Sharing our experiences of works of art – or simply entertainment – is, I think, a fundamental human impulse; whether it is a piece of music, a painting, a poem, a play, a novel, a movie or, as here, a scene from a movie – we love to share what we think it is about, and why it delights or moves us. This task focuses on students engaging in a short presentation of a scene from a movie or TV show that they love, explaining its background and why they enjoy it. The task as presented here is also designed to demonstrate how to scaffold a long turn through preparation, structure and (optional) supporting linguistic input; in the sample provided, I talk for about four and a half minutes – sorry – but to be clear I consider this task a success if my elementary students are motivated to talk for around 30 seconds or so.
- Set the context of movies (this can be extended to TV shows if you prefer). You could do this by drawing attention to some of the movie posters on the frame 1 of Jamboard e.g. ask what they are, elicit the genre etc. Ask the students to discuss the three questions in breakout rooms (BORs). Note that question 3 is more abstract – but it is important for the task and the next step. So if it is too challenging for your class, you might skip it and focus on this issue in the next step. Do brief feedback on their ideas and preferences.
- Zoom in on what makes a scene effective; move to the next frame of Jamboard i.e. The ingredients of an effective scene. Grade / simplify this title if necessary e.g A good scene is / has…. The idea here is for students to brainstorm and try to agree on the qualities of a good scene. If you have time, they can do this for a couple of minutes in BORs, though you can simply do it in the main room e.g. asking for ideas in the chat. Either way, do at least one example before they start, putting a sticky note next to the central image. Option: I have hidden a number of blue sticky notes underneath the central image. If your students struggle to come up with ideas, reveal this, spreading them out across the frame. Teach any items the learners don’t know e.g. soundtrack, cinematography (you may need to do some pron work on that one :-)). Ask the students to discuss which of these are more important to them when they think about a scene they love. All of this is designed to help the next primary preparation stage.
3. Tell students you now want them to think of a favourite scene / a scene they like (do you have a single favourite? I don’t…). Move to the next frame in Jamboard frame 3. I prefer to share my screen at this stage, asking all students to look at Zoom, not Jamboard. This way I can use the highlight option as I talk through the task. Talk through the instructions, pointing out the prompts on the left (you will share this table as a word document shortly): they should use this to take notes (stress this: key words and phrases, not sentences) to help them talk through their favourite scene. NB: remove the reference to talking about it for two minutes if this is intimidating or not level appropriate; as I mentioned before, 30 seconds is a great achievement for some levels. Give students a good amount of individual time for this – 5 or 10 minutes. You can, if it is feasible, put them in rooms on their own, so you can monitor and give individual attention to each learner as they prepare, cycling through each room quite quickly, and helping with language they need. This will of course depend on the size of your group. Let students know they should check Wikipedia or the IMDB if they want to check factual information about their movie (and scene). Honestly, though, I wouldn’t want learners to become overly preoccupied with this as the substance of the task is for them to share their personal views and feelings – factual information is cool, but secondary. In any case, use the chat function to share the document / template designed to help them prepare (again, I stress: adapt this so it works more effectively for your group):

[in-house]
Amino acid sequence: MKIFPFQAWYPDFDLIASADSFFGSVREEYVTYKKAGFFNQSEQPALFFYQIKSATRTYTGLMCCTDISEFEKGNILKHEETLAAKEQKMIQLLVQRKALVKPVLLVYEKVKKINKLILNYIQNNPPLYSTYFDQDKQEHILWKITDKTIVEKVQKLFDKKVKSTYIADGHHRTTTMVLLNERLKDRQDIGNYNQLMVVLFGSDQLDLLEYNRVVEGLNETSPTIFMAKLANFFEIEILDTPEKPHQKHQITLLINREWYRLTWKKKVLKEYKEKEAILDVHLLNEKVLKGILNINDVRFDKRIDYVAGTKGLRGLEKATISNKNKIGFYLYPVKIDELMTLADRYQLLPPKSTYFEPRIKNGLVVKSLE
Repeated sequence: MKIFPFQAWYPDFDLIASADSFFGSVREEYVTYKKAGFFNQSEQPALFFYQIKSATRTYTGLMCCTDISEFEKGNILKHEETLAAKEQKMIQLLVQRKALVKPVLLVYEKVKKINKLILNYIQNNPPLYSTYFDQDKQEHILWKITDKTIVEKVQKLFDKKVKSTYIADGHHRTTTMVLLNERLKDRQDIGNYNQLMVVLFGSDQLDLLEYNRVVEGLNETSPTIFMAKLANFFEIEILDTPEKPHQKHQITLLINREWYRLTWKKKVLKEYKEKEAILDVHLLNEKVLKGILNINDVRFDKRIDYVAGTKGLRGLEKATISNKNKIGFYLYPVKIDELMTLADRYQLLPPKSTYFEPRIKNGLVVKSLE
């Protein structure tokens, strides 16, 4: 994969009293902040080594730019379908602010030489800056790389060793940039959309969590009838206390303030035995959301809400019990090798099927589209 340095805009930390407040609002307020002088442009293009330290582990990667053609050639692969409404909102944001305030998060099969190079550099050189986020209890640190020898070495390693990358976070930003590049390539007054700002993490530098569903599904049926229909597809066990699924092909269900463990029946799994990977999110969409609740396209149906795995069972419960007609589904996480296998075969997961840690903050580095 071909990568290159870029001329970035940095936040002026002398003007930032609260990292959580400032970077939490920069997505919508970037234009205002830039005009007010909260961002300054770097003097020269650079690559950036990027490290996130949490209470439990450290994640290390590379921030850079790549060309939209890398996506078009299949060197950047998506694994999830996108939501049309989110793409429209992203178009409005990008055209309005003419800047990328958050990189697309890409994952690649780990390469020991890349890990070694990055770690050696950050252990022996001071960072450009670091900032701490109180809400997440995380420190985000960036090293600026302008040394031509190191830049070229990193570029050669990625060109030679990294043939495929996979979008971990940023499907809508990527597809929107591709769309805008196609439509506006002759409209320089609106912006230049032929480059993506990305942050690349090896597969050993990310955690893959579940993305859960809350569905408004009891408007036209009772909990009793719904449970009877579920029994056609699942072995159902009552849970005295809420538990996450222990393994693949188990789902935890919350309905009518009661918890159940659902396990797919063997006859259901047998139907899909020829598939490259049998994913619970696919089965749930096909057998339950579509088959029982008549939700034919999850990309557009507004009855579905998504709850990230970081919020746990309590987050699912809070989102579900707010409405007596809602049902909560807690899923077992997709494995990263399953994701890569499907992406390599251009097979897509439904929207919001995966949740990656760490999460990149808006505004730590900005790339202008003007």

- Once students are ready, put them into groups to present their favourite scenes. Groups of 3 or 4 are perhaps optimal. Before you move students to BORs, share your screen showing Jamboard frame 4 – this lays out the goal / outcome of the task. It will vary depending on whether they are familiar with the scene described or not. Establish the order and timing of presentations, building in time for listeners to react and ask further questions.
- Open the BORs. Monitor discreetly, taking notes of language areas that could be addressed in feedback: excellent language to share, errors to correct, upgrades to what was said.
- After each group has finished, bring them back into the main room to conduct content feedback based on the goal / outcome in step 1. If it is appropriate for your class, you could also ask which of the scenes they heard about they are most curious to watch. I’m slightly wary of giving something so subjective a “competitive edge” but your mileage may vary.